You could also borrow money from relatives or friends, if that’s possible. In some cases, couples may know that divorce is looming and start saving for it ahead of time—as unpleasant as that may be.

Some couples may have to put their divorce fees on a credit card and pay off debt over time at a high interest rate. But there are other options that may be more cost-effective, including a divorce loan.

Many personal loan options have low or no fees, and offer fixed rates that are typically lower than credit cards, depending on your credit score.

If you are thinking you may have to file for a divorce and don’t have the resources available, a personal loan may be a great way to ensure you’re able to get help without breaking the bank.

Ultimately, the cost of divorce may vary greatly depending on your circumstances. Still, you may want to consider finding a way to pay for your divorce so that money doesn’t stand between you and the support you need.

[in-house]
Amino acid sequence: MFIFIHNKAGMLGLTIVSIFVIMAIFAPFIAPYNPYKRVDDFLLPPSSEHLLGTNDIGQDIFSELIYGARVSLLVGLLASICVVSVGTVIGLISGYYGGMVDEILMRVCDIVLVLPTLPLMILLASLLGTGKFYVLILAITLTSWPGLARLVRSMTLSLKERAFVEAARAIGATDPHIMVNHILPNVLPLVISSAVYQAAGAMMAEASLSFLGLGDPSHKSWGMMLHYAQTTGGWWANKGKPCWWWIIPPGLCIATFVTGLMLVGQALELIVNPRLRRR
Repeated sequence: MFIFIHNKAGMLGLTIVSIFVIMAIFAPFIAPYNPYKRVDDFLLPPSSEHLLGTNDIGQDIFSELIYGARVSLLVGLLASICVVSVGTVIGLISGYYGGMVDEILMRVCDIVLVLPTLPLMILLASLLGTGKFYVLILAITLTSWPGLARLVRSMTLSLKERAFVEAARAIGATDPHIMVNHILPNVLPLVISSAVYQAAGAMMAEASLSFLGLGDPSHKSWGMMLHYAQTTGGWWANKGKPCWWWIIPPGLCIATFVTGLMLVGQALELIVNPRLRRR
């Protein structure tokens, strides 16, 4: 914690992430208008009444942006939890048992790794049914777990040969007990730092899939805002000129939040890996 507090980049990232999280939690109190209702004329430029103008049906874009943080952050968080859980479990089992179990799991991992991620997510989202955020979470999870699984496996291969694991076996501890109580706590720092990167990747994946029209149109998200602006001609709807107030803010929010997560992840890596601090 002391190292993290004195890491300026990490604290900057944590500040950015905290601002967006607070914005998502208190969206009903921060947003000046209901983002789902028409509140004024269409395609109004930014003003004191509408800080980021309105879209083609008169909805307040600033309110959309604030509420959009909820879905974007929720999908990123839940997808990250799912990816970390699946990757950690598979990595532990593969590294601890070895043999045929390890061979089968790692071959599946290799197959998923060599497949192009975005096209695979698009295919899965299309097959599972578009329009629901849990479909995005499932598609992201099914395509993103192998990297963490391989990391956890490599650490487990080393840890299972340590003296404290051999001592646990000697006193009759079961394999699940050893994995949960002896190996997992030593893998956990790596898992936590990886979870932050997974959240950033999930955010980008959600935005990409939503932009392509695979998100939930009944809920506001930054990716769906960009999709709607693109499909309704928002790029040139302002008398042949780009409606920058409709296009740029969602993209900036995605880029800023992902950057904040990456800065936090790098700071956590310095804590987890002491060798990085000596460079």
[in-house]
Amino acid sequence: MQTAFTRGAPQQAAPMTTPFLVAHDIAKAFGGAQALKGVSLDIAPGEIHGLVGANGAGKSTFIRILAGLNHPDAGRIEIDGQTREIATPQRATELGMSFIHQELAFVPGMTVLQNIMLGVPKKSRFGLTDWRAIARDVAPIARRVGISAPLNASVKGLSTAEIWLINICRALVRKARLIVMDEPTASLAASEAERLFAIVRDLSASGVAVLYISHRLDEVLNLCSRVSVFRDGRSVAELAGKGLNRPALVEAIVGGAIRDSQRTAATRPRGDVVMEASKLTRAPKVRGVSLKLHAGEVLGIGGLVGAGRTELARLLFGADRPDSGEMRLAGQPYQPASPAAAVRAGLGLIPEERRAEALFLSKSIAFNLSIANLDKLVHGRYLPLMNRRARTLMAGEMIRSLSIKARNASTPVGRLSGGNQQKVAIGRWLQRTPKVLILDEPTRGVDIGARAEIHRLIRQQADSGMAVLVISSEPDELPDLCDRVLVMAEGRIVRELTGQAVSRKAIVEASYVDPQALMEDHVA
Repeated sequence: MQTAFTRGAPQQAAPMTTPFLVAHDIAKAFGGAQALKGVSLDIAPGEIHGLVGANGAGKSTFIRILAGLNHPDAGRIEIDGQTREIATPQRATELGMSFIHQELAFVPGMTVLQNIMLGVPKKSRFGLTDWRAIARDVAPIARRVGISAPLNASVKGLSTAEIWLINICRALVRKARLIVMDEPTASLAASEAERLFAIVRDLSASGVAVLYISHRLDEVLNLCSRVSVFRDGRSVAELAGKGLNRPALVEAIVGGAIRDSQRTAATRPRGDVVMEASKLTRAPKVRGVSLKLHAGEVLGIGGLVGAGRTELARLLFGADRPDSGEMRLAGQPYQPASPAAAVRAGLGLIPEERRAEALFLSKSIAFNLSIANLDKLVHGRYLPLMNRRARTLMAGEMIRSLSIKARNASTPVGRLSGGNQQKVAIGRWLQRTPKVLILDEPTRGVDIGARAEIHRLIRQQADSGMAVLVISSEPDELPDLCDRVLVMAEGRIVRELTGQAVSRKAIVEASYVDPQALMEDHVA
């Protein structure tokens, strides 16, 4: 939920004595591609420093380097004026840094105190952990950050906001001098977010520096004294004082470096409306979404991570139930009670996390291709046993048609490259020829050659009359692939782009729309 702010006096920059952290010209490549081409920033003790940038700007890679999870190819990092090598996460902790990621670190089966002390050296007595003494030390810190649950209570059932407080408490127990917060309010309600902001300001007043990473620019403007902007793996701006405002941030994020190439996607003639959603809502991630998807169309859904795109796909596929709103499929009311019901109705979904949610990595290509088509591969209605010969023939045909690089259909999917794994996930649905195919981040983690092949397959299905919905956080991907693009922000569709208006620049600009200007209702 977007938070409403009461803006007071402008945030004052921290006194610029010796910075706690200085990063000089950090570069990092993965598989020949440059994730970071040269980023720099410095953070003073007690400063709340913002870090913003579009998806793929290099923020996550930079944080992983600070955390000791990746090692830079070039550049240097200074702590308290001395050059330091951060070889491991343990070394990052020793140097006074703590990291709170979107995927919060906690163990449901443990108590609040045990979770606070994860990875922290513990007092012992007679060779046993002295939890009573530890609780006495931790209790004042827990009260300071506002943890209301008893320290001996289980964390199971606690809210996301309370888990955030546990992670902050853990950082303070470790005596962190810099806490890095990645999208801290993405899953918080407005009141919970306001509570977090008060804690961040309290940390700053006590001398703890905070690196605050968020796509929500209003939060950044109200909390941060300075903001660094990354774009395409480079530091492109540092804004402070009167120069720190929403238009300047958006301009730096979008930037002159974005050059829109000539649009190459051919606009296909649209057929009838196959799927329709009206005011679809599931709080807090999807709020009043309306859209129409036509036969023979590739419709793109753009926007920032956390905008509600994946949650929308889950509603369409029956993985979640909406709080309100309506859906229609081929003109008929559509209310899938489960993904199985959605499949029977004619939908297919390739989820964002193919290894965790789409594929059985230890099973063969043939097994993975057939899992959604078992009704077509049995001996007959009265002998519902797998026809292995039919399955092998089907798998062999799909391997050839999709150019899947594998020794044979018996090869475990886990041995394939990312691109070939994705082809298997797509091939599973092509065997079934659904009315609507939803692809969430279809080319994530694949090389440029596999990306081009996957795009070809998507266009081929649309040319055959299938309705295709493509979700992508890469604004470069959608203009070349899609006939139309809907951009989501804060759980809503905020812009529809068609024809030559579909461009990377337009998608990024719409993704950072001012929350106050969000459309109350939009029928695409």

Not sure how to pay your divorce? A SoFi personal loan might be the ticket to taking some financial stress off your plate.

External Websites: The information and analysis provided through hyperlinks to third party websites, while believed to be accurate, cannot be guaranteed by SoFi. Links are provided for informational purposes and should not be viewed as an endorsement.
SoFi Loan Products
SoFi loans are originated by SoFi Lending Corp. or an affiliate (dba SoFi), a lender licensed by the Department of Financial Protection and Innovation under the California Financing Law, license # 6054612; NMLS # 1121636 . For additional product-specific legal and licensing information, see


All your finances.
All in one app.

SoFi QR code, Download now, scan this with your phone’s camera

All your finances.
All in one app.

App Store rating

SoFi iOS App, Download on the App Store
SoFi Android App, Get it on Google Play

TLS 1.2 Encrypted
Equal Housing Lender